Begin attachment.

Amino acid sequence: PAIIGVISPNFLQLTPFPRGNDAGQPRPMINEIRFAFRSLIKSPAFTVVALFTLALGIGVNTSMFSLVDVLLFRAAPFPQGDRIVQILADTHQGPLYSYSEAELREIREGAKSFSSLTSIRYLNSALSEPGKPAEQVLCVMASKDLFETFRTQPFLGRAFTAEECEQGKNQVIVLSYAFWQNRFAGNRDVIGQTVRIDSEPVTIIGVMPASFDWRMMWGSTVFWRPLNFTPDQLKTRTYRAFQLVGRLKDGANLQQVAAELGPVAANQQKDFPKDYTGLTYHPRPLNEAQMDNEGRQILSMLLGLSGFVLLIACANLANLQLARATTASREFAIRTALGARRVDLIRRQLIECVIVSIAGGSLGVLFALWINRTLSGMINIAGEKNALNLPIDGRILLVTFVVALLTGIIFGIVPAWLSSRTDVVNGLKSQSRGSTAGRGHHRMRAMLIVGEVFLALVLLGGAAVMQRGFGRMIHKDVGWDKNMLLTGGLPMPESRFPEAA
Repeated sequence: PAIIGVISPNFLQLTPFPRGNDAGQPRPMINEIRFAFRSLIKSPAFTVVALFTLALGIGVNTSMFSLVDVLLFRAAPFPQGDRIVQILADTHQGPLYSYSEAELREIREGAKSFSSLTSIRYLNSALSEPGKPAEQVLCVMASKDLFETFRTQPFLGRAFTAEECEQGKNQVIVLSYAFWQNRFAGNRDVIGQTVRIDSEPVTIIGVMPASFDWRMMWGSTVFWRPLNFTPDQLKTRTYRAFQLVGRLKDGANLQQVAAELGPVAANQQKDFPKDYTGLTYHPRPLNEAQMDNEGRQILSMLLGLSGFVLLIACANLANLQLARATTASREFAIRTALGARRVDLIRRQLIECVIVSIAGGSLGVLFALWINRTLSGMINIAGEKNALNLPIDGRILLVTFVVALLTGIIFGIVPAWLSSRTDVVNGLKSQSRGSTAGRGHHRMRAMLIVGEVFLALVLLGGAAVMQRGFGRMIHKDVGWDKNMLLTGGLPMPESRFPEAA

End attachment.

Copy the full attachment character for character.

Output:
Amino acid sequence: PAIIGVISPNFLQLTPFPRGNDAGQPRPMINEIRFAFRSLIKSPAFTVVALFTLALGIGVNTSMFSLVDVLLFRAAPFPQGDRIVQILADTHQGPLYSYSEAELREIREGAKSFSSLTSIRYLNSALSEPGKPAEQVLCVMASKDLFETFRTQPFLGRAFTAEECEQGKNQVIVLSYAFWQNRFAGNRDVIGQTVRIDSEPVTIIGVMPASFDWRMMWGSTVFWRPLNFTPDQLKTRTYRAFQLVGRLKDGANLQQVAAELGPVAANQQKDFPKDYTGLTYHPRPLNEAQMDNEGRQILSMLLGLSGFVLLIACANLANLQLARATTASREFAIRTALGARRVDLIRRQLIECVIVSIAGGSLGVLFALWINRTLSGMINIAGEKNALNLPIDGRILLVTFVVALLTGIIFGIVPAWLSSRTDVVNGLKSQSRGSTAGRGHHRMRAMLIVGEVFLALVLLGGAAVMQRGFGRMIHKDVGWDKNMLLTGGLPMPESRFPEAA
Repeated sequence: PAIIGVISPNFLQLTPFPRGNDAGQPRPMINEIRFAFRSLIKSPAFTVVALFTLALGIGVNTSMFSLVDVLLFRAAPFPQGDRIVQILADTHQGPLYSYSEAELREIREGAKSFSSLTSIRYLNSALSEPGKPAEQVLCVMASKDLFETFRTQPFLGRAFTAEECEQGKNQVIVLSYAFWQNRFAGNRDVIGQTVRIDSEPVTIIGVMPASFDWRMMWGSTVFWRPLNFTPDQLKTRTYRAFQLVGRLKDGANLQQVAAELGPVAANQQKDFPKDYTGLTYHPRPLNEAQMDNEGRQILSMLLGLSGFVLLIACANLANLQLARATTASREFAIRTALGARRVDLIRRQLIECVIVSIAGGSLGVLFALWINRTLSGMINIAGEKNALNLPIDGRILLVTFVVALLTGIIFGIVPAWLSSRTDVVNGLKSQSRGSTAGRGHHRMRAMLIVGEVFLALVLLGGAAVMQRGFGRMIHKDVGWDKNMLLTGGLPMPESRFPEAA